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I observed that if I explicitly delete only constructor and destructor of a class then the resultant implementation deletes copy constructor & move constructor, but the compiler still makes copy assignment and move assignment operators implicitly available! Which in turn makes assignment possible!

My question is what is the rational of this? What is the use case where this can be used. Following is an example code for reference:

# ifndef MOEGLICH_H_
# define MOEGLICH_H_

# include <cstdint>

class Moeglich final
{
public :

   explicit
   Moeglich()                                 = delete   ;
  ~Moeglich()                                 = delete   ;

/*
// With explicit deletion
   Moeglich& operator=(const Moeglich& other) = delete   ; 
   Moeglich(const Moeglich& other)            = delete   ;
   Moeglich&& operator=(Moeglich&& other)     = delete   ; 
   Moeglich(Moeglich&& other)                 = delete   ;
*/

   static constexpr uint16_t Egal(const uint8_t& var_) noexcept
   {
      return static_cast< uint16_t > ( var_ ) ;
   }

};

# endif

# include <cstdlib>
# include <iostream>
# include <type_traits>

int main(int argc, char* argv[])
{

   std::cout << std::boolalpha 
             << "Is constructible      : " << std::is_constructible<Moeglich>::value        << std::endl 
             << "Is destructible       : " << std::is_destructible<Moeglich>::value         << std::endl 
             << "Is copy constructible : " << std::is_copy_constructible<Moeglich>::value   << std::endl 
             << "Is move constructible : " << std::is_move_constructible<Moeglich>::value   << std::endl 
             << "Is copy assignable    : " << std::is_copy_assignable<Moeglich>::value      << std::endl 
             << "Is move assignable    : " << std::is_move_assignable<Moeglich>::value      << std::endl 
             << "Is assignable         : " << std::is_assignable<Moeglich, Moeglich>::value << std::endl 
              ;

/* Following were what I wanted to prevent anyway :

   const Moeglich mom {} ;
   Moeglich pop {} ;
   Moeglich foo {} ;
   foo = mom ;
   foo = std::move(pop) ;

*/

   return EXIT_SUCCESS ;

}

Edit:: I see I have created a lot of confusion by vaguely putting some codes and not mentioning intent. I will never construct this object. All I am interested is accessing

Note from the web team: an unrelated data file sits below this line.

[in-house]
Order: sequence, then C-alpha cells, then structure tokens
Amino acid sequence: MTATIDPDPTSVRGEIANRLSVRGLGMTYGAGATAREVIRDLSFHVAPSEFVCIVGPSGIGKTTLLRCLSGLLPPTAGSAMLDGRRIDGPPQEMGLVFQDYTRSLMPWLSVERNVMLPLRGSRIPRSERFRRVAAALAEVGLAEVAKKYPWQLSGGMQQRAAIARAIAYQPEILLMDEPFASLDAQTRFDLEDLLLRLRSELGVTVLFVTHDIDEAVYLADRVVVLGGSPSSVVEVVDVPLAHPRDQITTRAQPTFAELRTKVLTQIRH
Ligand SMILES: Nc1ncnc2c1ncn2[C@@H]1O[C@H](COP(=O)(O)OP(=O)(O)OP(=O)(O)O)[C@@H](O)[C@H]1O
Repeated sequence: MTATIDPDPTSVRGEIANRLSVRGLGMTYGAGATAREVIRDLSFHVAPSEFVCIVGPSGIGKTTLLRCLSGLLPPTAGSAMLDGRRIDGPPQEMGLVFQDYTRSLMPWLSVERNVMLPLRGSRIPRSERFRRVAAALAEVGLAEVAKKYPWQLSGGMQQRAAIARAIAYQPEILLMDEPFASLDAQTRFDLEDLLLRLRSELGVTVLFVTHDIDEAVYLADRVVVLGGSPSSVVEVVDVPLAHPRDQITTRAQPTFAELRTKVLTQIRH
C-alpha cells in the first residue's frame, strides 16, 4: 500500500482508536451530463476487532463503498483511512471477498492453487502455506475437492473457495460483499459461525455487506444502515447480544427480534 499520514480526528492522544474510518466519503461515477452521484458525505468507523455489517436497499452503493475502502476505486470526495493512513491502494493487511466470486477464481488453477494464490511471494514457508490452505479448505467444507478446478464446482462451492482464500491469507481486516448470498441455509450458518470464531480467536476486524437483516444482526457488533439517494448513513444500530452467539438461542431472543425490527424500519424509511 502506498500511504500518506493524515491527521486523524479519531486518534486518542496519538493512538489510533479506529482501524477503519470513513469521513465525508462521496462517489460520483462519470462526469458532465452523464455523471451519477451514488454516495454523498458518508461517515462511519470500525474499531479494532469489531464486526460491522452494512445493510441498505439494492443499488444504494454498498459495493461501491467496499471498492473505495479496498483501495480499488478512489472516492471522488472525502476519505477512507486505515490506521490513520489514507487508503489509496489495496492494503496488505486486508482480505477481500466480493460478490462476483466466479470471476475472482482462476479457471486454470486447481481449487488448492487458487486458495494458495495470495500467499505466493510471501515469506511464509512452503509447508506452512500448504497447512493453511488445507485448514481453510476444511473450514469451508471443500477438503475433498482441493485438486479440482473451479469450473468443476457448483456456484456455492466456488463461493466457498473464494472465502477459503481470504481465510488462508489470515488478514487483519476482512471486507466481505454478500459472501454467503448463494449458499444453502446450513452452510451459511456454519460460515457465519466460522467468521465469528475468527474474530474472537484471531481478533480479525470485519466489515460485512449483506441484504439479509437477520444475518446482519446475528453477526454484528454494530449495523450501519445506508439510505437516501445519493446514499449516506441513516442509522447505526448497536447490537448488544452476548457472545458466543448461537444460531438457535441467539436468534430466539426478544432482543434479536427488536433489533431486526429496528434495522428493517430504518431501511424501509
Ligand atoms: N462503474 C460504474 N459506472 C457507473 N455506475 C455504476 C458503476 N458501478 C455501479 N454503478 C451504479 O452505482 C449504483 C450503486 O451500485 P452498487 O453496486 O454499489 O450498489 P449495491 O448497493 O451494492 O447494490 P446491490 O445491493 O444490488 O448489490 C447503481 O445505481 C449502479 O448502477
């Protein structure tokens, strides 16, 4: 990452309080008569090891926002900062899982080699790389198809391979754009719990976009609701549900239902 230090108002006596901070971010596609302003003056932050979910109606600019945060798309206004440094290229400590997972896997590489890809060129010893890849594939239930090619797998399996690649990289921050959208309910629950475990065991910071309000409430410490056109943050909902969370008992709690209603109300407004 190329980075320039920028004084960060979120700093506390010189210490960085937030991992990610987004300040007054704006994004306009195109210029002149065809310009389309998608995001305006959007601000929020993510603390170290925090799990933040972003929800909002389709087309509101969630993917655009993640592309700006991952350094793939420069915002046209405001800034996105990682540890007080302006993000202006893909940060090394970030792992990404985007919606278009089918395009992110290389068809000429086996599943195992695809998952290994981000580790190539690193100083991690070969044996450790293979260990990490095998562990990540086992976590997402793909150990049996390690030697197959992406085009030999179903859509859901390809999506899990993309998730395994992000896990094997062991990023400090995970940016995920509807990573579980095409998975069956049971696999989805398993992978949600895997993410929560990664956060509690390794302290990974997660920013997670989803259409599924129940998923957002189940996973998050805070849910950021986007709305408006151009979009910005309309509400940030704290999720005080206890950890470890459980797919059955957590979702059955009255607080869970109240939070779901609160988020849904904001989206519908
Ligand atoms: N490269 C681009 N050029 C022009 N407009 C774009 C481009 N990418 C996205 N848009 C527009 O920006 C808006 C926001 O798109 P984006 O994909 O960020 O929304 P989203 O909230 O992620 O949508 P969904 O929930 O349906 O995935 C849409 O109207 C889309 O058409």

const uint8_t duh { 5 } ;
const uint16_t notEgal { Moeglich::Egal(duh) } ;

Here is what is important for me: Sometimes, I need partial template specialization of functions which is not allowed which can be enabled if I put this function inside a template class.

I have been pointed to a link here, which very clearly lays down the rule. My expectation from the compiler was wrong and my use-case cannot be understood in a special way by the compiler.

Thanks everybody for commenting.

Regards,

Sumit

  • You could reinterpret cast to it? – JVApen Jun 13 '18 at 16:20
  • "resultant implementation deletes copy constructor & move constructor" are you sure? Perhaps is_copy_constructible doesn't check exactly what you think it checks. If you want to prevent assignment, delete the assignment operator. – n. 'pronouns' m. Jun 13 '18 at 16:24
  • 1
    if you can't construct a object, how do you assign something to it? – Klaus Jun 13 '18 at 16:26
  • 2
    It should be noted that it is an open issue in C++ that an aggregate can still be initialized with no values (through {}) even if it has a deleted default constructor. So you need to give the type a private member to prevent it from being an aggregate. – Nicol Bolas Jun 13 '18 at 16:27
  • @NicolBolas: by deleting the destructor, it is not longer possible to create an object, also not by aggregate initialization. – Klaus Jun 13 '18 at 16:31

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